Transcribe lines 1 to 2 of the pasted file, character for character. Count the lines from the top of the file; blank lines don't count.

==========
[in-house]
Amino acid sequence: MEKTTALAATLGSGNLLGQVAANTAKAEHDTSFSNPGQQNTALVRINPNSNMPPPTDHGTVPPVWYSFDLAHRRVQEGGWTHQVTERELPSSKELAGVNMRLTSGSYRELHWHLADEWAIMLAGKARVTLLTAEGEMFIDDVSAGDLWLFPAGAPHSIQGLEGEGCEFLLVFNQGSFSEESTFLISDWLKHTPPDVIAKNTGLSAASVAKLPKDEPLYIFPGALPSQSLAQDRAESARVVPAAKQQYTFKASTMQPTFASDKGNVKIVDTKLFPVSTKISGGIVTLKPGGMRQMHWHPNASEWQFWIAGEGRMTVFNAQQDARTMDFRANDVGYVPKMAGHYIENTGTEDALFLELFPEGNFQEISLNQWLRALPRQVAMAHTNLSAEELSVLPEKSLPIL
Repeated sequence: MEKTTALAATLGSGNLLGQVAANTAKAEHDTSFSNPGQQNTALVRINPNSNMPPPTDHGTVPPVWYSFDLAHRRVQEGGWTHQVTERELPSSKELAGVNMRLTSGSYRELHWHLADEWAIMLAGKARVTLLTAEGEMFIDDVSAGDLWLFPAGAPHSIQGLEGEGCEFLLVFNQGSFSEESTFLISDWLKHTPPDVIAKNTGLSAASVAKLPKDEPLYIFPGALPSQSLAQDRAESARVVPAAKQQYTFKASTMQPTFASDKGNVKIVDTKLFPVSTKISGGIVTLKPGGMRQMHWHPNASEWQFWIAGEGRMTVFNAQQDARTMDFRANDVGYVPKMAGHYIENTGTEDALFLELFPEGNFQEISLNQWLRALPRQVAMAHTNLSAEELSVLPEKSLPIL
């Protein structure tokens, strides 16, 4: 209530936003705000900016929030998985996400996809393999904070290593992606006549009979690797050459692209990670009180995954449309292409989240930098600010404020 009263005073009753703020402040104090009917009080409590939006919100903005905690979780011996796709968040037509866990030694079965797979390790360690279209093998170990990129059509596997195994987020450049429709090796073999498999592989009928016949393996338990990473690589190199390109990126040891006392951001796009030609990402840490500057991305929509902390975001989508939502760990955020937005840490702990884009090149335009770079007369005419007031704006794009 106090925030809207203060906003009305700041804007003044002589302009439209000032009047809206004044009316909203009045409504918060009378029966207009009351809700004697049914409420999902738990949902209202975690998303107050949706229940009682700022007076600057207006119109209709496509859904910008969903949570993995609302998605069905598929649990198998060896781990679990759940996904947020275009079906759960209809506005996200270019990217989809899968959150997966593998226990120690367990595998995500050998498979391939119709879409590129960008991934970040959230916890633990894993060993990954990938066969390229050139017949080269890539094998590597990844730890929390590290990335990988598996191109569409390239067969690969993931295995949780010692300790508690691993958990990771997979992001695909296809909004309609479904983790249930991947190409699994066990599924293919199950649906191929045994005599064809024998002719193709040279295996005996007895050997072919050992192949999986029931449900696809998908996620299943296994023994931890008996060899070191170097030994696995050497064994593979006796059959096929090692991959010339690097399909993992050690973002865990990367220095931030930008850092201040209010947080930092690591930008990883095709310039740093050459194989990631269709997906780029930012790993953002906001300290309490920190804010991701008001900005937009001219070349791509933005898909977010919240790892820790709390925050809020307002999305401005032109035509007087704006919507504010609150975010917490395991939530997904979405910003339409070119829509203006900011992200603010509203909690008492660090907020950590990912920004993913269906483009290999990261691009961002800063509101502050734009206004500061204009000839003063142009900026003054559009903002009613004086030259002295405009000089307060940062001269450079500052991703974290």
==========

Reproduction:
[in-house]
Amino acid sequence: MEKTTALAATLGSGNLLGQVAANTAKAEHDTSFSNPGQQNTALVRINPNSNMPPPTDHGTVPPVWYSFDLAHRRVQEGGWTHQVTERELPSSKELAGVNMRLTSGSYRELHWHLADEWAIMLAGKARVTLLTAEGEMFIDDVSAGDLWLFPAGAPHSIQGLEGEGCEFLLVFNQGSFSEESTFLISDWLKHTPPDVIAKNTGLSAASVAKLPKDEPLYIFPGALPSQSLAQDRAESARVVPAAKQQYTFKASTMQPTFASDKGNVKIVDTKLFPVSTKISGGIVTLKPGGMRQMHWHPNASEWQFWIAGEGRMTVFNAQQDARTMDFRANDVGYVPKMAGHYIENTGTEDALFLELFPEGNFQEISLNQWLRALPRQVAMAHTNLSAEELSVLPEKSLPIL